Matiash: The Washington Capitals. Too old and/or too banged up. Alex Ovechkin will score, and newbie Darcy Kuemper will steal a few, but neither will do enough of either to emerge from what’s shaping up to be an even tougher Metropolitan Division this season.
Öcal: One of the Pittsburgh Penguins or Washington Capitals. It feels like one of these two teams might not make the postseason, which would be a shame for many long-time hockey fans because Sid and Ovi carried the star power of this league for many years. But with many of the same faces, particularly the “band is back together” vibe in Pittsburgh, one has to wonder if Father Time will catch up and if legacy will make room in the postseason for more energetic youth. But hey, if there are two guys that could easily prove someone wrong …
Shilton: The Minnesota Wild. Did they do anything to improve upon last season’s finish? There’s talent in Minnesota for sure, but standing pat rarely bodes well in the NHL. It seems like other teams could blow right by the Wild.
Wyshynski: The Vancouver Canucks. The Canucks have Bruce Boudreau, a Vezina Trophy-caliber goalie in Thatcher Demko and a strong collection of offensive players. But I don’t like their defense. I’m not sold on their depth, and there are at least four teams better than they are in the division. Plus, there’s a weird dysfunctionality in that organization, as Boudreau’s offseason negotiation signified.
Which team is most likely to surprise in a positive way?
Clark: The Ottawa Senators. Getting Alex DeBrincat and Claude Giroux further strengthens their top-six options with two productive players. Jake Sanderson could be the latest homegrown talent to represent what makes the Sens’ plans so promising. But Cam Talbot‘s injury does raise questions about how they will manage in net to start the season.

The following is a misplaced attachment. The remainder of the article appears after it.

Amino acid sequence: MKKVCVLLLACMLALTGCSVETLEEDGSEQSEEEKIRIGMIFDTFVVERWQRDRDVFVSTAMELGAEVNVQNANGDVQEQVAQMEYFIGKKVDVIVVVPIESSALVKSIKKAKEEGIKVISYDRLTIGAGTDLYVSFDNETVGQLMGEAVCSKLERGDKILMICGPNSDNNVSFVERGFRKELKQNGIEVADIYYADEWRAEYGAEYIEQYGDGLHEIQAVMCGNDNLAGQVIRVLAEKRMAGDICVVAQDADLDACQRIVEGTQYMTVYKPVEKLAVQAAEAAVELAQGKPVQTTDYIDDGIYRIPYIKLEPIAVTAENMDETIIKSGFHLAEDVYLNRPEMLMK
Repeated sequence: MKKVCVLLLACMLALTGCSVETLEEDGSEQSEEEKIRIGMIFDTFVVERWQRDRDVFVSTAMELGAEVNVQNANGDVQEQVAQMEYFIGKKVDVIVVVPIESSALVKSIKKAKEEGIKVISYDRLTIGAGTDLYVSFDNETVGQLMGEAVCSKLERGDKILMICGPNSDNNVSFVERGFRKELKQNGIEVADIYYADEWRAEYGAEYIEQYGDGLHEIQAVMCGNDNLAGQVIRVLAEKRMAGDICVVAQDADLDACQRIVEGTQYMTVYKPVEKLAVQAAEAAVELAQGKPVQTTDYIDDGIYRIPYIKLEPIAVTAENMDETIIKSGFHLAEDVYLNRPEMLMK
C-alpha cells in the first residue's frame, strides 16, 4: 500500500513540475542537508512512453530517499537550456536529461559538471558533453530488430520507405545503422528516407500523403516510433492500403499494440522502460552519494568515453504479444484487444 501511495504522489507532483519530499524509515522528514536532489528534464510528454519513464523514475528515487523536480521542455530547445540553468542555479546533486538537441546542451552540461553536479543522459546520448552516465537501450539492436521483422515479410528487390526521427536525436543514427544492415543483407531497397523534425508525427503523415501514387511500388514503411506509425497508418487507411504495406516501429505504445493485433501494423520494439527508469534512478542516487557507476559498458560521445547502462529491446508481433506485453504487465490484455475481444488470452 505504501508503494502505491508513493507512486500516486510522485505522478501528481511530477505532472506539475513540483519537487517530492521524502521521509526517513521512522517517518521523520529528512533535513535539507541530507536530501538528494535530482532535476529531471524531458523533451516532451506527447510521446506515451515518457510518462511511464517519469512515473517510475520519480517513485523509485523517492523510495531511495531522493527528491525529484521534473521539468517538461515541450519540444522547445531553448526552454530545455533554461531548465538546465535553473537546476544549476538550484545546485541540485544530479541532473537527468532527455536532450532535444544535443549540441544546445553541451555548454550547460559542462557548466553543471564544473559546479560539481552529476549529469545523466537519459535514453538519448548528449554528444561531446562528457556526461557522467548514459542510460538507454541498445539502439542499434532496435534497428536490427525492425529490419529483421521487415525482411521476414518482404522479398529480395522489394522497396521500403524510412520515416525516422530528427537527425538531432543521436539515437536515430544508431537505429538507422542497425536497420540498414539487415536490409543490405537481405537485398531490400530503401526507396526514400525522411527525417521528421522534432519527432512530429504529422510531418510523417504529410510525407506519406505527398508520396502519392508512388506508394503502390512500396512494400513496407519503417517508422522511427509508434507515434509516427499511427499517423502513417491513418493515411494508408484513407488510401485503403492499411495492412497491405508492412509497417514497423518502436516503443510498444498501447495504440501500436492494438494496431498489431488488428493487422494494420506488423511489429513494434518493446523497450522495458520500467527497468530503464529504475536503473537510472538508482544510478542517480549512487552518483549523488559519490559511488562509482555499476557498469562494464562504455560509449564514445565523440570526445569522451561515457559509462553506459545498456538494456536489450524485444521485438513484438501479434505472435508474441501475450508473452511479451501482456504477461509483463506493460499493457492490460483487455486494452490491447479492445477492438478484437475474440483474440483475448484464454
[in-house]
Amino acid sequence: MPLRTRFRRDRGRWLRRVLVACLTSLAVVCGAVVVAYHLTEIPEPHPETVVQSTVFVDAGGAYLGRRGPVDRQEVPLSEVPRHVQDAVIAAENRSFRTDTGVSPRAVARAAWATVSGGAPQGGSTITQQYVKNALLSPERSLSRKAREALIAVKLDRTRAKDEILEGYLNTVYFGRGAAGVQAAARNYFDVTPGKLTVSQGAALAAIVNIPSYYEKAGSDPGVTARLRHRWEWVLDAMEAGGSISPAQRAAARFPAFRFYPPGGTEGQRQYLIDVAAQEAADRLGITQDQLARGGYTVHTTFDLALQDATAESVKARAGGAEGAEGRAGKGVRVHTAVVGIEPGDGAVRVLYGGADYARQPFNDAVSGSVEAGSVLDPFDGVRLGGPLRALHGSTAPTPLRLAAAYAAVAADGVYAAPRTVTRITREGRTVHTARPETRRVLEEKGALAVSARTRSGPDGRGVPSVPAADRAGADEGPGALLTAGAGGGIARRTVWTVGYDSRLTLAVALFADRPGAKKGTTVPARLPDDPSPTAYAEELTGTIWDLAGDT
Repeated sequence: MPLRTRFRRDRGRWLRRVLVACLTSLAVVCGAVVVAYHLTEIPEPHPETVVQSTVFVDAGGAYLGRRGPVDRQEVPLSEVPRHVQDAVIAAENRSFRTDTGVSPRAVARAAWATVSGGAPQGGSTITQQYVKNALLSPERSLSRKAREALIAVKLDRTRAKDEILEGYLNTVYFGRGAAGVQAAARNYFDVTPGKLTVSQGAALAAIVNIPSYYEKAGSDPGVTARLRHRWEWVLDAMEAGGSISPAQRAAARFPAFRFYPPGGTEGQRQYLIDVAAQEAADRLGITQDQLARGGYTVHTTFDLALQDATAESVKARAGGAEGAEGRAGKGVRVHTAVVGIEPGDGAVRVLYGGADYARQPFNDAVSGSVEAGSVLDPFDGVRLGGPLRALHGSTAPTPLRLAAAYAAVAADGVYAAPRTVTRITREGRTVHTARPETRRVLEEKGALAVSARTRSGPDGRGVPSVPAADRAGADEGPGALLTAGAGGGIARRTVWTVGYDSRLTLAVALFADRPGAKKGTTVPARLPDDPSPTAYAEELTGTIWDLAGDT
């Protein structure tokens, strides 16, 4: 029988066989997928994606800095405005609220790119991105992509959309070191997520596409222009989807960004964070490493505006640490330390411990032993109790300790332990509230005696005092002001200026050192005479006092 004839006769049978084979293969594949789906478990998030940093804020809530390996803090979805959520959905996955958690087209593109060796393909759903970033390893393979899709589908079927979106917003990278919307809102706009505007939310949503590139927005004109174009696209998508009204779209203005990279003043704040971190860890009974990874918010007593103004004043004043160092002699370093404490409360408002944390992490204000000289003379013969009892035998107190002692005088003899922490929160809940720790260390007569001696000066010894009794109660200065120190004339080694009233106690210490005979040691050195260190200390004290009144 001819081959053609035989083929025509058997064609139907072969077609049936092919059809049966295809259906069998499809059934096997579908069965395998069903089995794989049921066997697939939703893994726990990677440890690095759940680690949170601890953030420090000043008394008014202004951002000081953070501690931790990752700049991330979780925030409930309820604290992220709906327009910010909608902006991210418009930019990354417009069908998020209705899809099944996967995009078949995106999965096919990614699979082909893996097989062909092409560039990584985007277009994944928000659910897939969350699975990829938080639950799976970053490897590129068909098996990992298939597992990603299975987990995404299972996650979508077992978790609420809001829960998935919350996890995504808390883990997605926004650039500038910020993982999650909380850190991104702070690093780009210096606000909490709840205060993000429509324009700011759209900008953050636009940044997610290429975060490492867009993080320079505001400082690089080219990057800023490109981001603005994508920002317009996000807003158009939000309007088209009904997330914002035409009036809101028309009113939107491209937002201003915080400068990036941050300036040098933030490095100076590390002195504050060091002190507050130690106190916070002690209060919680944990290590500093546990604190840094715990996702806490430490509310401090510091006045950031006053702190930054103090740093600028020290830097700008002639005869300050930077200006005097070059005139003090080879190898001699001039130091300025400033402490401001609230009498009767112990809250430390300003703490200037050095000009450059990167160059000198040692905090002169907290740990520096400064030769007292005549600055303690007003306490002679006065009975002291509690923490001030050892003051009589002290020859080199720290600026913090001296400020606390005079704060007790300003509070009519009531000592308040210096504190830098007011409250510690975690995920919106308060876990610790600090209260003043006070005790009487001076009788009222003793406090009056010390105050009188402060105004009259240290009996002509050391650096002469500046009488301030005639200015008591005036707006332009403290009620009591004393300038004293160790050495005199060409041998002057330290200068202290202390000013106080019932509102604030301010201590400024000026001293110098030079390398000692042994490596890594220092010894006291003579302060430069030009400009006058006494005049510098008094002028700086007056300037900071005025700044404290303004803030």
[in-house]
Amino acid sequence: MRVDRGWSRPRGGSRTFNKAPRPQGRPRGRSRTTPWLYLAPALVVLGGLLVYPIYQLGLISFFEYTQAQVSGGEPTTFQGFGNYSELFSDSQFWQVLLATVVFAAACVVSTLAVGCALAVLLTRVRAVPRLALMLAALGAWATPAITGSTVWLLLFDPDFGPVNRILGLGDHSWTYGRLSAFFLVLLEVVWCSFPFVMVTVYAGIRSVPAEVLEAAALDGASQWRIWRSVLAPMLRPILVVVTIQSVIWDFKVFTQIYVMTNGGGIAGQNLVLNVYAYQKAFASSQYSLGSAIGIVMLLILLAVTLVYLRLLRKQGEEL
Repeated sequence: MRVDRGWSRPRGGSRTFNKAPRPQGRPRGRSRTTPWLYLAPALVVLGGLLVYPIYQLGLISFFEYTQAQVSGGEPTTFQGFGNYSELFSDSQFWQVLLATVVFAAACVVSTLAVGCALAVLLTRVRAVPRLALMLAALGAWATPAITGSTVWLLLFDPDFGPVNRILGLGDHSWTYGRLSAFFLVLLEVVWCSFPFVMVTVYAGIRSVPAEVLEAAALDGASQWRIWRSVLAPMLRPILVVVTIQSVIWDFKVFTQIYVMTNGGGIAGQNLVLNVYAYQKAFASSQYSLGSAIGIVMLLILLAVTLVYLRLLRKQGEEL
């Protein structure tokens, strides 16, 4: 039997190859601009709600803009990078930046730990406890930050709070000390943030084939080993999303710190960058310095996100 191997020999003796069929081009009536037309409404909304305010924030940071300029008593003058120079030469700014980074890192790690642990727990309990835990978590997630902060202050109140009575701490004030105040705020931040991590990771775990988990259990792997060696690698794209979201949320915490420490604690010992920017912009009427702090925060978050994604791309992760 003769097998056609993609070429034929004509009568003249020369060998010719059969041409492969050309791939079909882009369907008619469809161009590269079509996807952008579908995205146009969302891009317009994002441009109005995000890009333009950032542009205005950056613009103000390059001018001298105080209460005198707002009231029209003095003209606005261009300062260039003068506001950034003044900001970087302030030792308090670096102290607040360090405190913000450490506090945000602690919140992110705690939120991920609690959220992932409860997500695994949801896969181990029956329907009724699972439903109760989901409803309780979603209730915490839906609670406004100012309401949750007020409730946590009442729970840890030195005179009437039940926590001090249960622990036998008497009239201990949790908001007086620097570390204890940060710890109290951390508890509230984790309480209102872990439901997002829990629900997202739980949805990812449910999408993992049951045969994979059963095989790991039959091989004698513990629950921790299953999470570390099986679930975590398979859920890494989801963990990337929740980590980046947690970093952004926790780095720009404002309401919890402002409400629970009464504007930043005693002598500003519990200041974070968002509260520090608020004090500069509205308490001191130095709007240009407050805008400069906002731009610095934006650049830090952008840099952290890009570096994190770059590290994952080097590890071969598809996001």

Hextall: The Detroit Red Wings. GM Steve Yzerman went to work in free agency signing David Perron, Andrew Copp, Dominik Kubalik, Ben Chiarot and Olli Maatta, to name a few. He found a solution in net, trading for and signing Ville Husso, who played well for St. Louis. Add this to Detroit’s young stars and we could see a big step forward by the Wings under new head coach Derek Lalonde.
Matiash: The Columbus Blue Jackets. Youngsters Kent Johnson and Cole Sillinger are going to make a greater impact sooner than expected. The underrated addition of Erik Gudbranson helps fortify the blue line, and while he’s just one player, Johnny Gaudreau is about as dynamic an addition as they come.
Öcal: The New York Islanders. Last season will prove to be a series of unfortunate events. One of their foundational players, Mathew Barzal, is now inked long-term. Ilya Sorokin is poised to claim his spotlight as a top goaltender in the league. This team has what it takes to prove that last season was an anomaly and remind the league why they made two straight conference finals.
Shilton: The Buffalo Sabres. There’s a real sense of optimism around that growing group, from Tage Thompson to Rasmus Dahlin to Alex Tuch. The addition of Eric Comrie in net was a highly underrated offseason move. It seems certain the Sabres won’t be an easy out this season.
Wyshynski: The New Jersey Devils. The Devils will make the leap to the playoffs if new assistant coach Andrew Brunette fixes the power play, they finally get competent goaltending, and they aren’t crushed by injuries to top players like Jack Hughes again. I think all of that happens for a young and talented team.